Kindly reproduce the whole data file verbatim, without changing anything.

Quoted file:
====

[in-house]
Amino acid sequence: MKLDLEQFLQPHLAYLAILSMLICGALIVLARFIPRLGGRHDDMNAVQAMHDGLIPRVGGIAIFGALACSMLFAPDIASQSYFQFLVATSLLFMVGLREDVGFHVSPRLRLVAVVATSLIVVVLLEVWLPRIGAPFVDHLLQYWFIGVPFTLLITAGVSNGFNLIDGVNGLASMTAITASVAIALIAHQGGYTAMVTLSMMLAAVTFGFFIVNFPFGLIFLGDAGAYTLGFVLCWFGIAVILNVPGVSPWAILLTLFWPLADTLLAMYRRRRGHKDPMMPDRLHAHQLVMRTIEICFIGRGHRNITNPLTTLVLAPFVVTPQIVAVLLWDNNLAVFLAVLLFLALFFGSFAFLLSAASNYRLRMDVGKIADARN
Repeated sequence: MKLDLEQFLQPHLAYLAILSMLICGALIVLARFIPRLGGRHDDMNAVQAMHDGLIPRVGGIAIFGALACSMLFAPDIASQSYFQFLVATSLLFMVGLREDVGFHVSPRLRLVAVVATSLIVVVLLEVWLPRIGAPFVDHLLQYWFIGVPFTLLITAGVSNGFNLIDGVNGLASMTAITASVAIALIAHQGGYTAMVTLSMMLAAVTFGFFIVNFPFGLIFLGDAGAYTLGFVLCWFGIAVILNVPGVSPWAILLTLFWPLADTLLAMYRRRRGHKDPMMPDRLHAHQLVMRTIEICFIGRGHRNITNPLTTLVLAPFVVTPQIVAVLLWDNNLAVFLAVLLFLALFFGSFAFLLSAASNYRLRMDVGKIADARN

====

[in-house]
Amino acid sequence: MKLDLEQFLQPHLAYLAILSMLICGALIVLARFIPRLGGRHDDMNAVQAMHDGLIPRVGGIAIFGALACSMLFAPDIASQSYFQFLVATSLLFMVGLREDVGFHVSPRLRLVAVVATSLIVVVLLEVWLPRIGAPFVDHLLQYWFIGVPFTLLITAGVSNGFNLIDGVNGLASMTAITASVAIALIAHQGGYTAMVTLSMMLAAVTFGFFIVNFPFGLIFLGDAGAYTLGFVLCWFGIAVILNVPGVSPWAILLTLFWPLADTLLAMYRRRRGHKDPMMPDRLHAHQLVMRTIEICFIGRGHRNITNPLTTLVLAPFVVTPQIVAVLLWDNNLAVFLAVLLFLALFFGSFAFLLSAASNYRLRMDVGKIADARN
Repeated sequence: MKLDLEQFLQPHLAYLAILSMLICGALIVLARFIPRLGGRHDDMNAVQAMHDGLIPRVGGIAIFGALACSMLFAPDIASQSYFQFLVATSLLFMVGLREDVGFHVSPRLRLVAVVATSLIVVVLLEVWLPRIGAPFVDHLLQYWFIGVPFTLLITAGVSNGFNLIDGVNGLASMTAITASVAIALIAHQGGYTAMVTLSMMLAAVTFGFFIVNFPFGLIFLGDAGAYTLGFVLCWFGIAVILNVPGVSPWAILLTLFWPLADTLLAMYRRRRGHKDPMMPDRLHAHQLVMRTIEICFIGRGHRNITNPLTTLVLAPFVVTPQIVAVLLWDNNLAVFLAVLLFLALFFGSFAFLLSAASNYRLRMDVGKIADARN